The confirmation by Israel’s Ministry of Strategic Affairs that it will be implementing a blacklist of people in senior leadership roles at pro-BDS organizations has prompted another round of handwringing on the part of some Western observers and anti-Israel activists. Jewish Voice for Peace (JVP), whose name should be reported to the Better Business Bureau for false advertising, decried it and lamented the probable personal costs for its own leaders. That is a curious concern for JVP, which launched a campaign to “return the birthright” just one month ago. Witnessing JVP reject its birthright and then get upset when Israel agrees gives me a new appreciation for what parents put up with when dealing with children.
To be sure, the new Israeli policy has little support among leading Jewish organizations.
“Every nation, of course, is entitled to regulate who can enter, and AJC, a longtime, staunch friend of Israel and opponent of the BDS movement fully sympathizes with the underlying desire to defend the legitimacy of the State of Israel,” said AJC CEO David Harris after the Knesset adopted the law in March. “Nevertheless, as history has amply shown throughout the democratic world, barring entry to otherwise qualified visitors on the basis of their political views will not by itself defeat BDS, nor will it help Israel’s image as the beacon of democracy in the Middle East it is, or offer opportunities to expose them to the exciting and pulsating reality of Israel.”
Surely, the ban is unlikely to prove useful for counteracting BDS supporters, whose campaigns are largely devoted to demonizing Israel in Western forums such as American college campuses. It also raises questions about Israel’s commitment to the norms of liberal democracy: confident liberal democracies don’t ban ideas or their representatives, except when they do. That Israel’s decision to ban those whose ideology it regards as hateful, and not similar decisions by Western nations far wealthier and more powerful, has received scrutiny comes as no surprise. Such a double standard is nothing new. What is troubling is the almost universal Western refusal to ask who in Israel made this announcement or why. While the decision is being characterized as one made by the Israeli government, the reality is that the list was compiled by an intra-ministry committee led by Gilad Erdan, who heads up the Strategic Affairs Ministry and has made combating BDS one of his signature issues. The Jewish agency has made it clear it will not require a political litmus test for Jews seeking to make Aliyah. Removed from the realities Israel faces, the discussion reflects, instead, Western attitudes toward Israel’s government.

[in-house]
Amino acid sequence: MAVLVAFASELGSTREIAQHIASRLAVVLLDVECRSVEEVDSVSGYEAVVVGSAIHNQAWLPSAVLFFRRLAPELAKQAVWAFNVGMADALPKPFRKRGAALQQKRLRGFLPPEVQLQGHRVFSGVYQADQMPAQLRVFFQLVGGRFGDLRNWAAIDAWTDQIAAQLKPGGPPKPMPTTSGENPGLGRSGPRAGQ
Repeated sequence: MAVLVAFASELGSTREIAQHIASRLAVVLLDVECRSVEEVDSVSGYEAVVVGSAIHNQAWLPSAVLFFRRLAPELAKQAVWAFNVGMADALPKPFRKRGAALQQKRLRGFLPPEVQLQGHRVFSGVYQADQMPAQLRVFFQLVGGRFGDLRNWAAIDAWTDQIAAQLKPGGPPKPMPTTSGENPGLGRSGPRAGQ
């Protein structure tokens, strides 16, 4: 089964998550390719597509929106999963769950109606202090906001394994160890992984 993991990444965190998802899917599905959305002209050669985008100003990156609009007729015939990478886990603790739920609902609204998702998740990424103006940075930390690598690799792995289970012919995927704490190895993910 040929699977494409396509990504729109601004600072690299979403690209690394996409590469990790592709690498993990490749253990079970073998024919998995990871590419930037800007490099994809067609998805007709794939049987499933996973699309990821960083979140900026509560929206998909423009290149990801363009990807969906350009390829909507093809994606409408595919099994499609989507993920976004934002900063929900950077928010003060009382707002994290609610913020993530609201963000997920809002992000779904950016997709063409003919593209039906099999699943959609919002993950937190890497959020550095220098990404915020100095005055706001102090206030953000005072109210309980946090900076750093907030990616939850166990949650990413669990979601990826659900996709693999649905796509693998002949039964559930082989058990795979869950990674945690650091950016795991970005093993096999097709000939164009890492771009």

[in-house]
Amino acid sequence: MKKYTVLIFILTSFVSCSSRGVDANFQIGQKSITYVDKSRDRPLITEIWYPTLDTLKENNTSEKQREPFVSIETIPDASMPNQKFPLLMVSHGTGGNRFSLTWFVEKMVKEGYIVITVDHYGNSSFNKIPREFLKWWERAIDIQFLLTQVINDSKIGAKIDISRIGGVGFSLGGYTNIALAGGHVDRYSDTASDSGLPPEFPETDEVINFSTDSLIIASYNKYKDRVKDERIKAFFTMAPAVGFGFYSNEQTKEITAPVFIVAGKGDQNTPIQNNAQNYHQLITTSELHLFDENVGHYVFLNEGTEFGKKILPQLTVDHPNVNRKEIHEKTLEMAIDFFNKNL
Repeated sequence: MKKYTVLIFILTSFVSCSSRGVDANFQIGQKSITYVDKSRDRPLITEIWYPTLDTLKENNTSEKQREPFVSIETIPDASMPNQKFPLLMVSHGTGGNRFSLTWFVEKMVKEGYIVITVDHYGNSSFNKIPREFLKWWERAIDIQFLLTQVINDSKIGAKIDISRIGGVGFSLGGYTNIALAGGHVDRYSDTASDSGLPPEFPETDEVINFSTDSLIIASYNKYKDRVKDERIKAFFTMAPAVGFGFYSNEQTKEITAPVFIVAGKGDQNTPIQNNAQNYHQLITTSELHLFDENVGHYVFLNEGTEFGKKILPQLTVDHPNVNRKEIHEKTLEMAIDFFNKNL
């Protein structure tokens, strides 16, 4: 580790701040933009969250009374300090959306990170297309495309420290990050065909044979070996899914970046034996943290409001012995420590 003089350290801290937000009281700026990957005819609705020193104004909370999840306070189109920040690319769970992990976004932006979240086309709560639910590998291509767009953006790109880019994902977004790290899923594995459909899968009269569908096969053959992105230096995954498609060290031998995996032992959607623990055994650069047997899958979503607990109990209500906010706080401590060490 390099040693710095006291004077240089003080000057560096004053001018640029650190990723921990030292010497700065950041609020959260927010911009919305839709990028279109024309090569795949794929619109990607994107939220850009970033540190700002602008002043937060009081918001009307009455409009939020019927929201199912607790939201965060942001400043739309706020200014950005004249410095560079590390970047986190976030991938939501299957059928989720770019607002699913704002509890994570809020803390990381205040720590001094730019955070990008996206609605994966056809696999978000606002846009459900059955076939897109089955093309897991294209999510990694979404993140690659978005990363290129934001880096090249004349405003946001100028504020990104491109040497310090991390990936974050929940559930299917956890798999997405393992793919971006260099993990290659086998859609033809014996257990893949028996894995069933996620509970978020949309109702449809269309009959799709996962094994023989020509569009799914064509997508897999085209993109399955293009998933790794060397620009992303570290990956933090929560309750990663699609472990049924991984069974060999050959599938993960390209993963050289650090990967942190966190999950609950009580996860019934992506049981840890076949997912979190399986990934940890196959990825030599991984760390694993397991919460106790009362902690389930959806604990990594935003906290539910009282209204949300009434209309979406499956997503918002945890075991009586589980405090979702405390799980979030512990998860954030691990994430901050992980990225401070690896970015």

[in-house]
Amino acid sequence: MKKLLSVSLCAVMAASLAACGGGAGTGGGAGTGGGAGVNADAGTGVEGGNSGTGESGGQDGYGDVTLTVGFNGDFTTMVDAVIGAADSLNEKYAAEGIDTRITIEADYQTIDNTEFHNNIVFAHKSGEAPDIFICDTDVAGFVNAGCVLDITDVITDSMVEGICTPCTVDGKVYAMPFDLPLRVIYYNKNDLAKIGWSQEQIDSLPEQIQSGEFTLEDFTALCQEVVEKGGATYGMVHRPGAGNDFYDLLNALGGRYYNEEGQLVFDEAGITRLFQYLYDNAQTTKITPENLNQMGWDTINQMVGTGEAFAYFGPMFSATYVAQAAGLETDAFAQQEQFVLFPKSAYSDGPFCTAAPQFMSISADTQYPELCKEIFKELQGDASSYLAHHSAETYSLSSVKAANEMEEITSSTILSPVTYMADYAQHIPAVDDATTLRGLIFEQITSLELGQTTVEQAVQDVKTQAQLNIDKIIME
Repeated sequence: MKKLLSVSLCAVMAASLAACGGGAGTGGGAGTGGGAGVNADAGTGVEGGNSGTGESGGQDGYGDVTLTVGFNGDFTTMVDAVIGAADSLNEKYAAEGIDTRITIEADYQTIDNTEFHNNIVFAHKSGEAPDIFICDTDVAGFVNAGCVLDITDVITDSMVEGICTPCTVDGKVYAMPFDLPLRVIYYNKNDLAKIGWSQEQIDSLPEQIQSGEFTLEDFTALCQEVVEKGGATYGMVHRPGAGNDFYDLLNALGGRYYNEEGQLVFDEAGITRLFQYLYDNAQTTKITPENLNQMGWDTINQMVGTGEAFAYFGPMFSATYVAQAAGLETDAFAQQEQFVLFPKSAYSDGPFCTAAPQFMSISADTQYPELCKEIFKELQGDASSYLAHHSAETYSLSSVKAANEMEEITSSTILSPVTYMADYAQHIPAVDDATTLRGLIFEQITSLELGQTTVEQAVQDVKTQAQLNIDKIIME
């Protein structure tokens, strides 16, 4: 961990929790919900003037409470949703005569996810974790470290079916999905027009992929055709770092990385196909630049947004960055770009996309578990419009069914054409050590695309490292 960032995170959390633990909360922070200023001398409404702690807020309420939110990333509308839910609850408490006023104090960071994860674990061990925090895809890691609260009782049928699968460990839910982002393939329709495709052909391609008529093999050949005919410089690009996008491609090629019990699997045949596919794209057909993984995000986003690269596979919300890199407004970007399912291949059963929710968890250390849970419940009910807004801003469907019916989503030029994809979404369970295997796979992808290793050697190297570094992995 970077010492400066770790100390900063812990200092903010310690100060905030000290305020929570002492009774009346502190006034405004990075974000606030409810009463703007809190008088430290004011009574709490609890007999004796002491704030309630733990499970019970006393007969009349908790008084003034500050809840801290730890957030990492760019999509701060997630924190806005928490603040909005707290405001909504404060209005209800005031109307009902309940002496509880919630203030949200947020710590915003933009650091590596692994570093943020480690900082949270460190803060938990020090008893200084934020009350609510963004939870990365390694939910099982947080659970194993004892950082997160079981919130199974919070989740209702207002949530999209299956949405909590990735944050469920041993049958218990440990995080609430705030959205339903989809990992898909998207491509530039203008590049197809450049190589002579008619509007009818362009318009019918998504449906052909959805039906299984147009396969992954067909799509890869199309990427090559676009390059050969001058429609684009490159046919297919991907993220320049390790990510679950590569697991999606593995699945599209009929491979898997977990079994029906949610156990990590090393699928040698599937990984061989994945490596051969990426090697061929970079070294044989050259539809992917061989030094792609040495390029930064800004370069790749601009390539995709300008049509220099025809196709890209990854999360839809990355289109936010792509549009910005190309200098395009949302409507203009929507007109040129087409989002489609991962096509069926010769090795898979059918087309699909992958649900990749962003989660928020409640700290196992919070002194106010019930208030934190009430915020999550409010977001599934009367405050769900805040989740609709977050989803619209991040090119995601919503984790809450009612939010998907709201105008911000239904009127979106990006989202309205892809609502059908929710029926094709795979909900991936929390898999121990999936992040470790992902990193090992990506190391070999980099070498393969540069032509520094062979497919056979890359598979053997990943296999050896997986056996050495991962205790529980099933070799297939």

Thus public reaction to the new Israeli policy reveals a psychology that interprets every Israeli policy through a personal lens, which is not the way we interpret news from any other country. It’s time that critics recognize that Israel is a nation like any other, warts and all. It has politicians who have pet issues and seek to raise their profile with their base just like politicians in any other democracy.
Nevertheless, the decision to bar BDS leaders has given additional life to a zombie narrative that claims BDS is on the rise and Israel increasingly on the defensive. Such a self-serving story is important for the BDS movement, since its substantive achievements since its founding in 2005 are few and far between. The most notable achievement of the movement, now nearing bar mitzvah age, was getting a soda company to move a factory from the West Bank to a place within Israel’s internationally recognized borders, thereby employing more Israelis. Marxists who argue communism has never failed because it has never truly been tried should be proud of their brethren in the BDS movement, who share their disdain for observable reality.
Israel is perfectly within its rights to respond to a boycott campaign, and even boycott people and organizations that seek to have other governments sanction it. While BDS has accomplished little to date, there is a risk, unlikely but real, that BDS may persuade key trading partners of Israel to turn against Israel, potentially harming Israel’s economy and endangering the security of Jewish communities in those countries.
Even so, despite the legitimacy of Israel’s decision to boycott the boycotters, it’s worth asking what Israel achieves and at what cost when doing so. But that is not the discussion the West is having. Instead, in American Jewish circles in particular, the emphasis is on whether BDS is on the rise or not, and whether it will delegitimize Israel or not. Lost in all of this is the reality that Israeli politicians answer to a domestic audience that considers campaigns to demonize and sanction their country as inherently hateful and unacceptable. As JVP and other BDS supporters are coming to learn, politics in the international arena is not a one-way street. BDS supporters, JVP among them, would do well to recognize that their campaign to have governments sanction Israel will prompt Israel to impose costs on them. As military folks say, the enemy has a vote, too.